The Australian public is agog at the news today that the Abbott Government has placed an A$12.5 billion order for the F-35 strike fighter. That’s a lot of money for a nation with 22 million people. The Labor Opposition (who started this macho nonsense) needless to say agrees with the decision.
Which is interesting, because the troubled F-35 programme has its limitations.
It’s been plagued with developmental problems, not least of which the plane is extremely noisy and annoys local residents wherever it is based, so the good burghers of Newcastle in New South Wales may find themselves less than enthusiastic about their soon-to-be top gun neighbours than they might have thought.
But perhaps most relevant for the Australian public is that without in-air refuelling (and Australia has just five in-air refuelling units, by the way, to service what will eventually be a collection of 72 sooper-dooper shiny fighters, so presumably now we’re going to have to invest in a lot more of the refuelling planes, too) the new fighter jet has a maximum range of 2,200 kms, out and back.
Which logically means that the residents of Queensland should probably leave off looking for mud crabs and start building air-raid shelters, as they won’t reach anywhere else. Big place, Australia.
Meanwhile, the Abbott Government is saying it is so worried about Australia’s budget position that they are flagging we will have to pay an extra $6 to visit the GP, on top of the money we already contribute to Medicare via our taxes, and we will eventually be allowed to retire and claim our pension (which we have paid into all our lives) when we are about 82 or some such nonsense.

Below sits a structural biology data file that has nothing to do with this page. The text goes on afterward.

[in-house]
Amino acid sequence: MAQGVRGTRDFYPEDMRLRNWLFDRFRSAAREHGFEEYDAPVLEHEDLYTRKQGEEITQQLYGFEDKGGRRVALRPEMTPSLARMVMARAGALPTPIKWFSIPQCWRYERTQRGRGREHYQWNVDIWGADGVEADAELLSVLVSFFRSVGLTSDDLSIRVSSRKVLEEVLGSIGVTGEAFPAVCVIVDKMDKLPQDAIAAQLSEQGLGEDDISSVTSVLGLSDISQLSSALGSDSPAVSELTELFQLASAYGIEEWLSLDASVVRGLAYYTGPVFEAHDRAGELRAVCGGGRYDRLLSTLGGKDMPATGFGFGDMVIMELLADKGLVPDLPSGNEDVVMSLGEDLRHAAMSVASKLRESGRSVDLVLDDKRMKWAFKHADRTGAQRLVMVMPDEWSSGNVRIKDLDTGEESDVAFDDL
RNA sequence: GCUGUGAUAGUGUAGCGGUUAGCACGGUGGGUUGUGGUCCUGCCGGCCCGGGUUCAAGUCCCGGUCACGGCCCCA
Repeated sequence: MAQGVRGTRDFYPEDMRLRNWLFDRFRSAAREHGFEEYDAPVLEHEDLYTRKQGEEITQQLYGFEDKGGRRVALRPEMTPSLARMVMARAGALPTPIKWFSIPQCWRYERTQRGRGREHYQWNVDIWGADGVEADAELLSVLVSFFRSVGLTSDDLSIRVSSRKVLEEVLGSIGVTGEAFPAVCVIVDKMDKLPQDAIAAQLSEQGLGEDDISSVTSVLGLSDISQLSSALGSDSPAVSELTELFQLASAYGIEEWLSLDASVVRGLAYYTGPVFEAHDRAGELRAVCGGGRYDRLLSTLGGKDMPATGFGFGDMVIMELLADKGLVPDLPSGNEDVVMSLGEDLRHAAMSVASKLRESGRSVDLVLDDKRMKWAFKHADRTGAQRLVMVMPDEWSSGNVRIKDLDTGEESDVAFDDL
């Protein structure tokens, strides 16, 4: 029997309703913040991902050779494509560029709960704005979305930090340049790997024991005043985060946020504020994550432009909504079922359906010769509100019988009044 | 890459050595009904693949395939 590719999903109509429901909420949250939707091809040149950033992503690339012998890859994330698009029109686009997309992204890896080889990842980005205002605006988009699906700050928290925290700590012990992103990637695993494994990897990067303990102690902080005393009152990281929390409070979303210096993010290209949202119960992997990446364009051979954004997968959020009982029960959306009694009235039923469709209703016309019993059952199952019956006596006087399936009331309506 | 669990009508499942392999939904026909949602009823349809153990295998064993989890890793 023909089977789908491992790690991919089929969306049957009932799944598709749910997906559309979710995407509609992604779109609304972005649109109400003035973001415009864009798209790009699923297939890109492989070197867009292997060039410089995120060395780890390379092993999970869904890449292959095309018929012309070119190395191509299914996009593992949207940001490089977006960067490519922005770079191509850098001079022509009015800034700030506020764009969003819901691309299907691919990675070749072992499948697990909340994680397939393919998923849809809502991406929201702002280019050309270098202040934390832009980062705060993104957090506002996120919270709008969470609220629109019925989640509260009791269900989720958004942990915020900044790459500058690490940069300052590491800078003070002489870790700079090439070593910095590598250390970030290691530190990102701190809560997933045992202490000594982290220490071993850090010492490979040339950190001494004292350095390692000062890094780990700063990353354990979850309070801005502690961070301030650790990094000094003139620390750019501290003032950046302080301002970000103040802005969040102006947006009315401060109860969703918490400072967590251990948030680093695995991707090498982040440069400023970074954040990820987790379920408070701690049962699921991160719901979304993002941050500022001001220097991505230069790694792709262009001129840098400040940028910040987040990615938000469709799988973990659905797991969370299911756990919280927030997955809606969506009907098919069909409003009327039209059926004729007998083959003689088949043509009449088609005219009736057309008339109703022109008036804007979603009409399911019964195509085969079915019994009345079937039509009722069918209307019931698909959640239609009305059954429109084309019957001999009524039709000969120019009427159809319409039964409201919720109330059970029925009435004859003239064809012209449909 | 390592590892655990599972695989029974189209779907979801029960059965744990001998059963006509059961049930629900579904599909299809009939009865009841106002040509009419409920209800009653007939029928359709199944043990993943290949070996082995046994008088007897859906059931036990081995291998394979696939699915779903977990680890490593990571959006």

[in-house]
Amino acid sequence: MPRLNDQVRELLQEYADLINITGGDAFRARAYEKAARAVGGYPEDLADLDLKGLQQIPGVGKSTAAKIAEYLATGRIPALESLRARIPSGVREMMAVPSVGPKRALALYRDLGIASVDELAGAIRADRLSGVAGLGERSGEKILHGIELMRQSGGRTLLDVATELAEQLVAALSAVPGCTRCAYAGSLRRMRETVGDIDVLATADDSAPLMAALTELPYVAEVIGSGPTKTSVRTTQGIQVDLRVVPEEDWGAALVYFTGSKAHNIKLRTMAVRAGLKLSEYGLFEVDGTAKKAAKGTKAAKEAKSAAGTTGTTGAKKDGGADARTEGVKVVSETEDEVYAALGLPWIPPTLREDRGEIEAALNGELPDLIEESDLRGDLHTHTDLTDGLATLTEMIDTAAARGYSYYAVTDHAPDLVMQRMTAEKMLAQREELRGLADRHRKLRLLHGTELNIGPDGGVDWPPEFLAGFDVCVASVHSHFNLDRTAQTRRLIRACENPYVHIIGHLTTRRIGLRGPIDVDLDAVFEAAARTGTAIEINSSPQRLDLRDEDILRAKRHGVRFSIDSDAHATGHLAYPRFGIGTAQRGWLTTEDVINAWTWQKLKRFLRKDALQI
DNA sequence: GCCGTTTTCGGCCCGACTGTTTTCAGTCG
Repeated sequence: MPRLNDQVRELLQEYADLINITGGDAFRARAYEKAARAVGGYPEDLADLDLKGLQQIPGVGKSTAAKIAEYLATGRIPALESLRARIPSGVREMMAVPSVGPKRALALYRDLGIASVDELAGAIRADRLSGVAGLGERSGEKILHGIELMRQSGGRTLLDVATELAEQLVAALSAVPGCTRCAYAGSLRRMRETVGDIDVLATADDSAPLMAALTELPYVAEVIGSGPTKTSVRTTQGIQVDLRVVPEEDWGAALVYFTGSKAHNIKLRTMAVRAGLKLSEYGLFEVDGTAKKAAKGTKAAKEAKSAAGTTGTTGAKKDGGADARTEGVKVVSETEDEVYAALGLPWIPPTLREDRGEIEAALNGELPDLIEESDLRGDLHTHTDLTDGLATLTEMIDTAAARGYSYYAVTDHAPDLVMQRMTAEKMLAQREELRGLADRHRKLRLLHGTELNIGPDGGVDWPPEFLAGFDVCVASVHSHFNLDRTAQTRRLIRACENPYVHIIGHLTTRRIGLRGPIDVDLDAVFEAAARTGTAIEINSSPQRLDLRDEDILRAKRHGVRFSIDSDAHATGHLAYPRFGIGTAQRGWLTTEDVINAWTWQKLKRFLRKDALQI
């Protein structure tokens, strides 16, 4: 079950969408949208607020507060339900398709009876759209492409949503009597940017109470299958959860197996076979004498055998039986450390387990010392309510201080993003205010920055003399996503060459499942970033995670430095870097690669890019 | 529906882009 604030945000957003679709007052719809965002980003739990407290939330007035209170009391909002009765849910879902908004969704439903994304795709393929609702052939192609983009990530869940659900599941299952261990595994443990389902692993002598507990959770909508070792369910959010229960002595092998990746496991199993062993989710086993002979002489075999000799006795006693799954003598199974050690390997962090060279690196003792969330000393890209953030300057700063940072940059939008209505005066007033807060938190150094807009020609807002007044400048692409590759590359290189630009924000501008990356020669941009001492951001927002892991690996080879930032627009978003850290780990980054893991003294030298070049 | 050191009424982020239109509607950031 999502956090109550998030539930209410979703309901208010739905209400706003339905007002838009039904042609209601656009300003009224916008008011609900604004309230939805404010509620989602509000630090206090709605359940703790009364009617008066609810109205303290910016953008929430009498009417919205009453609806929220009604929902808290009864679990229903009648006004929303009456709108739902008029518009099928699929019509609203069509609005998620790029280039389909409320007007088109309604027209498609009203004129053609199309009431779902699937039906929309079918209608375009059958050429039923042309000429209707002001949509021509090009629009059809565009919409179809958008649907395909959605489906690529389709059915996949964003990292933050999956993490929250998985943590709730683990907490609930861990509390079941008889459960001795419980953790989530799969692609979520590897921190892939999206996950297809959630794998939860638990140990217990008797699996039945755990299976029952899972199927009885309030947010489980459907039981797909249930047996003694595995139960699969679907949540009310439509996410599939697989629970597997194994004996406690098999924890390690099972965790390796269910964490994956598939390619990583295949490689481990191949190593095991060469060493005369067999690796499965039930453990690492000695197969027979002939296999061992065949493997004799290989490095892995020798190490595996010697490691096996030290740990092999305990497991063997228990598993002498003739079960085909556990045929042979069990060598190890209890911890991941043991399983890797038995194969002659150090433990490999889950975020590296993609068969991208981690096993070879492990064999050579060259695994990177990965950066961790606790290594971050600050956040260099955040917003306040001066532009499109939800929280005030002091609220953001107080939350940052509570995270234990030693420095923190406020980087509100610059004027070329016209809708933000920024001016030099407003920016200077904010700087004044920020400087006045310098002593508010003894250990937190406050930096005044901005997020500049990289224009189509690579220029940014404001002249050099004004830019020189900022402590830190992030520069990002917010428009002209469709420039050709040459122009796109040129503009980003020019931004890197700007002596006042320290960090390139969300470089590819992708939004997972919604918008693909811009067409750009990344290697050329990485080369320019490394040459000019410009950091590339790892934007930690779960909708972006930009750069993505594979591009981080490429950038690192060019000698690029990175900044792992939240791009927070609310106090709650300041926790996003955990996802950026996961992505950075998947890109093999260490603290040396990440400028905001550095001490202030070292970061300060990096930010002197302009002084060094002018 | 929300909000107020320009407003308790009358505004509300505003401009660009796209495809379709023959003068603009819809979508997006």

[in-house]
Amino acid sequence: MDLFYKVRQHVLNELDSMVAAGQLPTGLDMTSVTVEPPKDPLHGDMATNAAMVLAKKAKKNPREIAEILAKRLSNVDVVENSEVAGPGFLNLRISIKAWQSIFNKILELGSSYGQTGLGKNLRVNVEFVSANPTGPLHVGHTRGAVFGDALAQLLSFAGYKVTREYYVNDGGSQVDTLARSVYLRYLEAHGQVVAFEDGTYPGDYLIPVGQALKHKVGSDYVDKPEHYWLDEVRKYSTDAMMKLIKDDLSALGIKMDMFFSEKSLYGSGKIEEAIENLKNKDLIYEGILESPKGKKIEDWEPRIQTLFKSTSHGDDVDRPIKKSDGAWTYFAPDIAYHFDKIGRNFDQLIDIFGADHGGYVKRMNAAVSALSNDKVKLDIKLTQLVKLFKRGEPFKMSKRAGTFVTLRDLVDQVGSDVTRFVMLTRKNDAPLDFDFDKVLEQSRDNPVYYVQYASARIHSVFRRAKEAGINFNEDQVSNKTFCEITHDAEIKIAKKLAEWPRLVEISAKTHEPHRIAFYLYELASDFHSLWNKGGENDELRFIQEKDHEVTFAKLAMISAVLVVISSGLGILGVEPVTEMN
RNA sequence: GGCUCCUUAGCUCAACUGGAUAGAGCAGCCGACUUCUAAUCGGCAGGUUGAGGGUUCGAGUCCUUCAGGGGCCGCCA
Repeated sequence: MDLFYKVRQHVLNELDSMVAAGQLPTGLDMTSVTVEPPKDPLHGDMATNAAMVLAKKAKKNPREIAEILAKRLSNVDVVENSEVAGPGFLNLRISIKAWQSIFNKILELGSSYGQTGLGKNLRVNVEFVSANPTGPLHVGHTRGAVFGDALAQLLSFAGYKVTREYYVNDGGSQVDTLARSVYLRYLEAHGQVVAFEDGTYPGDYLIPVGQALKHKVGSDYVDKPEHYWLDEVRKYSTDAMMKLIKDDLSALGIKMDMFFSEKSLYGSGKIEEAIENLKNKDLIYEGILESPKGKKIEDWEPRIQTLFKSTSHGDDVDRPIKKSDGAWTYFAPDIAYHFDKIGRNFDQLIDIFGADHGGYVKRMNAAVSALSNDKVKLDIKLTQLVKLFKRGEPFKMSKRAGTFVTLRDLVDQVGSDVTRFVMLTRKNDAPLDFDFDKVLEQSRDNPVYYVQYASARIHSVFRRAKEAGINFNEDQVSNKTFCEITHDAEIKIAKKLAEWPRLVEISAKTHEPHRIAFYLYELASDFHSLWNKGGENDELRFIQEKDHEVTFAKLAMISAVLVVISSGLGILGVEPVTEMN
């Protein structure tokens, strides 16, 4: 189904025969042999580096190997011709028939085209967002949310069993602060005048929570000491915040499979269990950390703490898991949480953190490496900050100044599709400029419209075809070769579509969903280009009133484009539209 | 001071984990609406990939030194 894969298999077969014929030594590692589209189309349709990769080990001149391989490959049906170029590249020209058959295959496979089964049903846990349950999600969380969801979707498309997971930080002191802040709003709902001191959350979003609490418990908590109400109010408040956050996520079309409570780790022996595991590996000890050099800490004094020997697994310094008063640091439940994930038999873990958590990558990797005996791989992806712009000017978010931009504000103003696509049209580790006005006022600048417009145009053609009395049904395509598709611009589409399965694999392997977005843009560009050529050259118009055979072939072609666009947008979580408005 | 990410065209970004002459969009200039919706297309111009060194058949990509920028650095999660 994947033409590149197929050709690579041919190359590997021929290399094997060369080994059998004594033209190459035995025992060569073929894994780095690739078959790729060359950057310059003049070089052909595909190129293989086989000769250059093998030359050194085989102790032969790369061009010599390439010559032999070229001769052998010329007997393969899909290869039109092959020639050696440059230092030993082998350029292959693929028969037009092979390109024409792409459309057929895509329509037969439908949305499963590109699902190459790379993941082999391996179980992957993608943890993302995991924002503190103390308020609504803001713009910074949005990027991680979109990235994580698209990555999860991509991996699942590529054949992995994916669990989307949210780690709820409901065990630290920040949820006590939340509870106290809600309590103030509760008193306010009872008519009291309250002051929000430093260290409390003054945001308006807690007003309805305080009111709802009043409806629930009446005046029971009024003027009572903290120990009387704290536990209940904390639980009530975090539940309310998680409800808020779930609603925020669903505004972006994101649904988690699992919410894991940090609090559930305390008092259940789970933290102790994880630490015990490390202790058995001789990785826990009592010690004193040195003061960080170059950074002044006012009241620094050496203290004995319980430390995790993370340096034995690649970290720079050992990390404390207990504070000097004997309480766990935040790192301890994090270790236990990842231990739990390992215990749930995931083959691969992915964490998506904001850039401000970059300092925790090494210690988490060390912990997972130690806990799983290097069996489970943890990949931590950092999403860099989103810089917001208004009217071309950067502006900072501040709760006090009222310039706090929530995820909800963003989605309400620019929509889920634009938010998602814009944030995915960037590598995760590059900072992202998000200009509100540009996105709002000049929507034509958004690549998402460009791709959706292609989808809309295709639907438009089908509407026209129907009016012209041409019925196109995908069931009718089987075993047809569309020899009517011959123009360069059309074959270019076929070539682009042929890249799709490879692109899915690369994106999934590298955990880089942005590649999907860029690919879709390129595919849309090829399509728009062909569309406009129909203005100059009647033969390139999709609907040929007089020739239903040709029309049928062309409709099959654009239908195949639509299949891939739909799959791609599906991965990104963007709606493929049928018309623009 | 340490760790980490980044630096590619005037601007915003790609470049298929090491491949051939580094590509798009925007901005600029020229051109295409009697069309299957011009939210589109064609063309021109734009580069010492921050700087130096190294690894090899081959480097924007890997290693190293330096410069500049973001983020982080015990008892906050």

Forgive me for being naive, but I am reasonably sure that I remember that what we spend our public money on used to be a choice? In which case, I vote for fewer toys for the boys, a health system free at the point of use, and to be allowed to retire when I was originally promised I could.
To be more serious for a moment. The only time these planes would ever be used in anger would be if America or perhaps the EU asked us to join them in some military adventure in some far-flung region, and offered us base space over there so we could help out. Just as we did in Afghanistan, flying from a base in Kyrgyzstan.
But does the Australian public have much of an appetite for such efforts, still? After the pain endured in Afghanistan and the wanton idiocies of Iraq, (and we are still waiting to see Messrs Howard, Bush and Blair arraigned as war criminals), we doubt it. And that’s really what should be being debated over this purchase. Just where, exactly, Dear Prime Minister, do you intend to be using these aircraft, and why?
Lockheed Martin and the American government will no doubt consider this a wonderful decision, but we consider this an egregious and excessive use of our tax dollars that concretes us in even more tightly in lockstep with America at exactly the time that our growing engagement with Asia, and especially China, suggests that a slightly more neutral posture would be a wise and measured stance.
Do you agree?